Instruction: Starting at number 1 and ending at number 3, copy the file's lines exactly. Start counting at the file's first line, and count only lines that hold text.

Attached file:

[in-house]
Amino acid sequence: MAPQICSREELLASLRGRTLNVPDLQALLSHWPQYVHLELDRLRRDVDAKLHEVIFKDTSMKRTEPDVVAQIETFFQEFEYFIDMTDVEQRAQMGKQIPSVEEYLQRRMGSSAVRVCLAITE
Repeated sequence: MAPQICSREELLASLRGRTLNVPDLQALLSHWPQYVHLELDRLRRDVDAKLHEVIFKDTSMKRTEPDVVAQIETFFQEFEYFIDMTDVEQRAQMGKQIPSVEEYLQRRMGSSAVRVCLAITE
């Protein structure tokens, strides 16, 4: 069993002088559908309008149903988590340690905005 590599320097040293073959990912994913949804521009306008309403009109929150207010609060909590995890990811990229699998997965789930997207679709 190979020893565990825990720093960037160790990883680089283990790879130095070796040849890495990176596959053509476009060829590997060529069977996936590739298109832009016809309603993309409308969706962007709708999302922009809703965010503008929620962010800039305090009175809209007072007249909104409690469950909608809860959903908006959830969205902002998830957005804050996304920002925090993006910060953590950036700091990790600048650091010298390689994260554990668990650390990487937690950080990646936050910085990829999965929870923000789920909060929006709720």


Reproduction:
[in-house]
Amino acid sequence: MAPQICSREELLASLRGRTLNVPDLQALLSHWPQYVHLELDRLRRDVDAKLHEVIFKDTSMKRTEPDVVAQIETFFQEFEYFIDMTDVEQRAQMGKQIPSVEEYLQRRMGSSAVRVCLAITE
Repeated sequence: MAPQICSREELLASLRGRTLNVPDLQALLSHWPQYVHLELDRLRRDVDAKLHEVIFKDTSMKRTEPDVVAQIETFFQEFEYFIDMTDVEQRAQMGKQIPSVEEYLQRRMGSSAVRVCLAITE